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Good Cop, Bad Cop: Defining the Roles of Δ40p53 in Cancer and Aging
Open AccessFeature PaperArticle

Intronic TP53 Polymorphisms Are Associated with Increased Δ133TP53 Transcript, Immune Infiltration and Cancer Risk

1
Department of Pathology, Dunedin School of Medicine, University of Otago, Dunedin 9016, New Zealand
2
Maurice Wilkins Centre for Molecular Biodiscovery, Dunedin 9016, New Zealand
3
Priority Research Centre for Cancer Research, Innovation and Translation and the Hunter Cancer Research Alliance, School of Biomedical Sciences and Pharmacy, Faculty of Health and Medicine, University of Newcastle, New South Wales 2305, Australia
4
Hunter Medical Research Institute, New South Wales 2305, Australia
5
Department of Molecular Medicine and Pathology, University of Auckland, Auckland 1023, New Zealand
6
Department of Pathology and Biomedical Science, University of Otago, Christchurch 8140, New Zealand
7
Department of Surgical Sciences, Dunedin School of Medicine, University of Otago, Dunedin 9054, New Zealand
8
Children’s Medical Research Institute, University of Sydney, Westmead, New South Wales 2145, Australia
9
Department of Neurosurgery, Southern District Heath Board, Dunedin 9016, New Zealand
10
Malaghan Institute of Medical Research, Wellington 6242, New Zealand
*
Author to whom correspondence should be addressed.
Contributed equally to the work.
Joint last authors.
Cancers 2020, 12(9), 2472; https://doi.org/10.3390/cancers12092472
Received: 7 August 2020 / Revised: 26 August 2020 / Accepted: 28 August 2020 / Published: 1 September 2020
We investigated the influence of genetic variants, called single nucleotide polymorphisms (SNP) in the TP53 tumour suppressor gene, on cancer risk, clinical features and TP53 isoform levels. These SNPs were significantly over-represented in cohorts of mixed cancers versus controls, suggesting they confer increased cancer risk. Heterozygosity at rs1042522(GC) and either of the two SNPs rs9895829(TC) and rs2909430(AG) confer up to a 5-fold greater risk of developing cancer. The SNP combinations were associated with high Δ133TP53 and TP53β messenger RNA levels, elevated infiltrating immune cells and shorter patient survival for glioblastoma and prostate cancer. The data suggest that ∆133p53β protein levels are increased by the SNPs resulting in increased inflammation which contributes to more aggressive cancers.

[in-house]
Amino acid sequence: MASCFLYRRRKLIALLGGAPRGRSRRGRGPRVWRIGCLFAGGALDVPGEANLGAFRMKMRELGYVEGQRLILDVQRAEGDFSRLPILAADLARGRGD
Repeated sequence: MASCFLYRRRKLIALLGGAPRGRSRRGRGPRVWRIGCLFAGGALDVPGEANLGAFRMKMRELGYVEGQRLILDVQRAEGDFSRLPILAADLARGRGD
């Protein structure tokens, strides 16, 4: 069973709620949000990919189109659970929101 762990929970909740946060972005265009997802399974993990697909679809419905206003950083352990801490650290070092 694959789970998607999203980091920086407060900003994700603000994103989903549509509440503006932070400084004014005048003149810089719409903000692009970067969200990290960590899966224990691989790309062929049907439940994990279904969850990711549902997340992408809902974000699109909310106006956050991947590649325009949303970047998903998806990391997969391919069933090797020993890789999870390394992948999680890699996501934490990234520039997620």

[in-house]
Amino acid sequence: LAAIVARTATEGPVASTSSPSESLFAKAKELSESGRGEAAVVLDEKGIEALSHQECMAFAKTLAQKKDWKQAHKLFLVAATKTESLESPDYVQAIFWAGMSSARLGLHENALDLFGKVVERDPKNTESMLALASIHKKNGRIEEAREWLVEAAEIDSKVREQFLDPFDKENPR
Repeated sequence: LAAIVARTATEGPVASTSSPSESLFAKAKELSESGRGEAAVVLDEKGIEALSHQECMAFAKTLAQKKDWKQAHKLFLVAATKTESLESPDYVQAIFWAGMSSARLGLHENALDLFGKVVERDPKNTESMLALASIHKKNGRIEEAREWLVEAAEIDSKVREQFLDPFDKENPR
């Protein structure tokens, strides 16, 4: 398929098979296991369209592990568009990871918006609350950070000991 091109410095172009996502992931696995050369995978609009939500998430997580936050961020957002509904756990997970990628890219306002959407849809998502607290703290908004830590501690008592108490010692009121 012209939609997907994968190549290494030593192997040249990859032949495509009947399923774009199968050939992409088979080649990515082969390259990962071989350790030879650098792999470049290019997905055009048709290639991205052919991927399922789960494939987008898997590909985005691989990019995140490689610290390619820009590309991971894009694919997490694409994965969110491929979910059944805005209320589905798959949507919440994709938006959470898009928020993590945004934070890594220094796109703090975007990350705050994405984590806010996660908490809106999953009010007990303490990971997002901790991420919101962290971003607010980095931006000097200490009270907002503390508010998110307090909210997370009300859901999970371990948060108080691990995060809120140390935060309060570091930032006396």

We investigated the influence of selected TP53 SNPs in exon 4 and intron 4 on cancer risk, clinicopathological features and expression of TP53 isoforms. The intron 4 SNPs were significantly over-represented in cohorts of mixed cancers compared to three ethnically matched controls, suggesting they confer increased cancer risk. Further analysis showed that heterozygosity at rs1042522(GC) and either of the two intronic SNPs rs9895829(TC) and rs2909430(AG) confer a 2.34–5.35-fold greater risk of developing cancer. These SNP combinations were found to be associated with shorter patient survival for glioblastoma and prostate cancer. Additionally, these SNPs were associated with tumor-promoting inflammation as evidenced by high levels of infiltrating immune cells and expression of the Δ133TP53 and TP53β transcripts. We propose that these SNP combinations allow increased expression of the Δ133p53 isoforms to promote the recruitment of immune cells that create an immunosuppressive environment leading to cancer progression. View Full-Text
Keywords: single nucleotide polymorphism; TP53; glioblastoma; prostate cancer; Δ133p53; rs1042522; rs9895829 and rs2909430 single nucleotide polymorphism; TP53; glioblastoma; prostate cancer; Δ133p53; rs1042522; rs9895829 and rs2909430
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Eiholzer, R.A.; Mehta, S.; Kazantseva, M.; Drummond, C.J.; McKinney, C.; Young, K.; Slater, D.; Morten, B.C.; Avery-Kiejda, K.A.; Lasham, A.; Fleming, N.; Morrin, H.R.; Reader, K.; Royds, J.A.; Landmann, M.; Petrich, S.; Reddel, R.; Huschtscha, L.; Taha, A.; Hung, N.A.; Slatter, T.L.; Braithwaite, A.W. Intronic TP53 Polymorphisms Are Associated with Increased Δ133TP53 Transcript, Immune Infiltration and Cancer Risk. Cancers 2020, 12, 2472.

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